Icon for World of Tanks Console Portal


World of Tanks Console Portal



I worked on the World of Tanks: Console edition portal for over two years. During that time I worked on many releases and features.

Technical Summary

  • Python, Django, Jinja
  • MySQL
  • HTML, SCSS, Javascript
  • Proprietary CMS
  • Micro service consumer

General features

  • Pervasive use of SVGs with styling via DOM injection
  • I wrote a series of reusable components and reusable AJAX/REST libraries with robust error handling and retry logic.
  • All parts of the site were fully responsive

Significant features

Clan management

Worked with the rest of the team to implement a REST driven clan management system. Features included clan creation, invoicing, promotions, demotions, editting, bad-word filtering, validation, and pervasive navigation updates.


I implemented a Single Page Application for our leaderboard. This was a complete re-write of our leaderboard. The amount of code was reduced to a small fraction of the previous implementation and was much more robust and configurable. It was backed by a REST API which integrated with our internal ranking service. The UI was entirely data driven and extremely flexible, supporting multiple time periods, multiple console filters, sorting, history re-writing, player searching, player highlighting, and feature-flags. The re-write saved our team a significant amount of time during latter iterations as adding new fields and modifying existing ones were single-line changes instead of ~10 line changes in as many as 8 files.


We created a registration system so players could register for our game on our website and not just through the console. I worked on the OAuth connection to Sony and Microsoft. I also designed and implemented the redirect flows through our system and through the authentication providers. The system supported true logout, identity reselection, identity confirmation, and email verification. The system was fault-tolerant and always left the user in a consistent state in which they could resume registration.


We designed and implemented a store so that players could purchase in-game content on our website. The purchasing was backed by an invoicing system which we used REST to access. I did about half of the UX work on this feature. Of interest was a foreground and background image that stayed aligned through text wrapping using just CSS despite being in different layers.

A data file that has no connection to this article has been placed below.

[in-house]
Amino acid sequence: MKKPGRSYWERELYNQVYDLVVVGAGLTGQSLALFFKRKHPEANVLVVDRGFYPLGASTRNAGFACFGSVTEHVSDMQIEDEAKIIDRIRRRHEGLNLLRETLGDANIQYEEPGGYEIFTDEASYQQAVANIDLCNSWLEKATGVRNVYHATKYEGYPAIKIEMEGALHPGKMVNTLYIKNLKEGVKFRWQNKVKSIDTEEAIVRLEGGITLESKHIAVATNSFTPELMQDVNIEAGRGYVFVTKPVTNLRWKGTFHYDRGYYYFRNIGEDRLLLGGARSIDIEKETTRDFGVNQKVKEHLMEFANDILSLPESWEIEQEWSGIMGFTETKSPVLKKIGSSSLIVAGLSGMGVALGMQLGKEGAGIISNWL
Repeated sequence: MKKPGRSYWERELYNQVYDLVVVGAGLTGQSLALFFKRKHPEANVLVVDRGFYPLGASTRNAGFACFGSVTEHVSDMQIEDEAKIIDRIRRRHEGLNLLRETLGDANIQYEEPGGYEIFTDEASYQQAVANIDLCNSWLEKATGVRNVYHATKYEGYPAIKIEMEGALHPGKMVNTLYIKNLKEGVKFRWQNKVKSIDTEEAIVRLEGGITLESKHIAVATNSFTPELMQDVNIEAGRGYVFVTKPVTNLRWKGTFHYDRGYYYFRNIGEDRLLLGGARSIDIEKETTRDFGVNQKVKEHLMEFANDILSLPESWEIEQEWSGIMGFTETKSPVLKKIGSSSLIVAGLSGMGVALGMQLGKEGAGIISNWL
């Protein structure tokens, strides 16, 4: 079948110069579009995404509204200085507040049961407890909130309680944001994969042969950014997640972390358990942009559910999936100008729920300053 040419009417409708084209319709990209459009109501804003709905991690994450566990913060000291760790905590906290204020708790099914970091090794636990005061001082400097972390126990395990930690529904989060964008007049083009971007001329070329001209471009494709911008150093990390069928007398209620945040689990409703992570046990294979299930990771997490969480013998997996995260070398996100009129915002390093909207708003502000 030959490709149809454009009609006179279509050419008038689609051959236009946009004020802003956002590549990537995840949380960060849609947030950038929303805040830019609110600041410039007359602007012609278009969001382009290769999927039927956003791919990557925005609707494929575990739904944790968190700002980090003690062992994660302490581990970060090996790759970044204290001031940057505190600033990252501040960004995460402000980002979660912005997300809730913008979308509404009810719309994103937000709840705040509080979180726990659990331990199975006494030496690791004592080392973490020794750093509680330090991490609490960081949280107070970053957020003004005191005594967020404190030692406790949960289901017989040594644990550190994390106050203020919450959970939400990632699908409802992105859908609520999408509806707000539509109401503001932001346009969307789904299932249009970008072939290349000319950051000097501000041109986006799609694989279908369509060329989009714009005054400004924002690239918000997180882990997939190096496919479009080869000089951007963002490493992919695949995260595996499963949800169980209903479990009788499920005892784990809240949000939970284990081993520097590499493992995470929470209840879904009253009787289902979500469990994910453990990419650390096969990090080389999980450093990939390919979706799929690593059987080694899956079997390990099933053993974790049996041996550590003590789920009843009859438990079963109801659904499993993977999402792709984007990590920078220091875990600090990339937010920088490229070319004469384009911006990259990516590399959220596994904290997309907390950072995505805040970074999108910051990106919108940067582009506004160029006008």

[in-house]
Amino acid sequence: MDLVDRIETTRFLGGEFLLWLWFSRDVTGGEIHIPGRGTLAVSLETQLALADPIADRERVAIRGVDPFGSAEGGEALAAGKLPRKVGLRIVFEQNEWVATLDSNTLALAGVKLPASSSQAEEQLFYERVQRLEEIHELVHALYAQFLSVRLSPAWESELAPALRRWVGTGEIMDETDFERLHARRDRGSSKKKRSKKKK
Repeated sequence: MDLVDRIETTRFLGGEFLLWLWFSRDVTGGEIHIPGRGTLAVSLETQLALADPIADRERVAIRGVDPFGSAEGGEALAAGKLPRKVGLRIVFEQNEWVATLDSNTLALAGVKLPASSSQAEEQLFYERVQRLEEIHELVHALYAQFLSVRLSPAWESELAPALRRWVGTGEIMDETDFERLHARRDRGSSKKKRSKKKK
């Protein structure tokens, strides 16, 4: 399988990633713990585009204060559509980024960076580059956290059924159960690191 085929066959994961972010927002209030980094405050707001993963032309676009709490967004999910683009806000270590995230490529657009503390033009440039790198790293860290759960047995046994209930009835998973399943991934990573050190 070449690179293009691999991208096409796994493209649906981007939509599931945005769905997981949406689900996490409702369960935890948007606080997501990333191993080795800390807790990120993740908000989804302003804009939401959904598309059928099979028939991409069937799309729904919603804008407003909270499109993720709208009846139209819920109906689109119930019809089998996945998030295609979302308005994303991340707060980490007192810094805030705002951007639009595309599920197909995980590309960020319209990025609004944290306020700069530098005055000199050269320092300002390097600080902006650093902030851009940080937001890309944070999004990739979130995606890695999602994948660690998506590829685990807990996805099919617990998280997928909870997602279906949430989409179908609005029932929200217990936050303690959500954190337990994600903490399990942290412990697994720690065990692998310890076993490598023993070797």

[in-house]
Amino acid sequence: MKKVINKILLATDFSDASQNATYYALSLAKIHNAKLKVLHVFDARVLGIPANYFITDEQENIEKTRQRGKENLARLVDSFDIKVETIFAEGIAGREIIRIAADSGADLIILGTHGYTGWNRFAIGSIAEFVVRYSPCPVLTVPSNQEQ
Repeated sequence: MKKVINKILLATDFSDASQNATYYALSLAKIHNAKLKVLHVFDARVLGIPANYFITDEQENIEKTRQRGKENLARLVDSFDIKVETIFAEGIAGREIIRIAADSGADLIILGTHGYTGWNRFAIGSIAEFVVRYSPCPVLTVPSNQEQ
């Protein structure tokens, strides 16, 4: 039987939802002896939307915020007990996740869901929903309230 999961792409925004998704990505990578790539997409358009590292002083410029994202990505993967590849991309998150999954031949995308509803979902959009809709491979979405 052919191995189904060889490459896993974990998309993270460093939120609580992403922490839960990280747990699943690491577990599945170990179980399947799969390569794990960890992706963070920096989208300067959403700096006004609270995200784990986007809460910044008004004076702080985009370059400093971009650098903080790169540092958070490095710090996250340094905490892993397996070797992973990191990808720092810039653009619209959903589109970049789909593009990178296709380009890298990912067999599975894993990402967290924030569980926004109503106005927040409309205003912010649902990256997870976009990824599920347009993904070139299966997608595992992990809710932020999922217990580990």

I also owned an XML import system we used to determine what to display in the store at any given point in time. I created an object-oriented conflict resolution system to this end, allowing users to resolve conflicts with confidence. The system included a preview of the import, proposed resolution options to the users, described why forbidden resolution options were forbidden, and summarized information as to not overload the user with details while making the details easily accessible if needed. The process was robust and fault-tolerant.

The store also included CMS widgets which allowed content producers to reference items in the store while maintaining a consistent look and feel. The widgets automatically adjusted to account for various conditions of items in the store and to the context of the articles.


I headed a project to re-write our stats page. I solicited actionable feedback from our players about our existing stats page and what they were looking for in a new stats page. I solicited multiple rounds of feedback internally on prototypes and comps. I then implemented the stats page which included CSS-driven data visualization. The new page was met with almost unanimously positive unsolicited feedback, which is unheard of in the industry.

Orientation scroll

I implemented JavaScript which kept the player’s current scroll position on the page when the browser was resized or when they changed the orientation of their phone. This was most visible when a user opened an image in an overlay, changed the screen orientation to view landscape, then closed the image. Instead of being disoriented by ending up in a new location in the page, they were just where they left off.

SVG packager

I created a python script to package all the SVGs on our site into a single XML document and a corresponding script that injected SVGs from the package instead of loading each SVG file individually. This ended up with a single 110k (after gzip, compared to 1.5MB if each file was gzipped individually) package representing every SVG on our entire site. This file was downloaded once then cached. It reduced the request count on our home page by around 25%.


I wrote a python script which automatically broke apart PNGs with alpha channels into a JPEG without an alpha channel and an 8bit PNG file for the alpha channel. These can be consumed using JavaScript and canvas elements to recomposite on the client, reducing the overall file size by ~50%.


I wrote a python script which automatically created resized versions of images based on a folder structure. This allows content producers to make a single high-resolution image which would later be reduced in size fully automatically.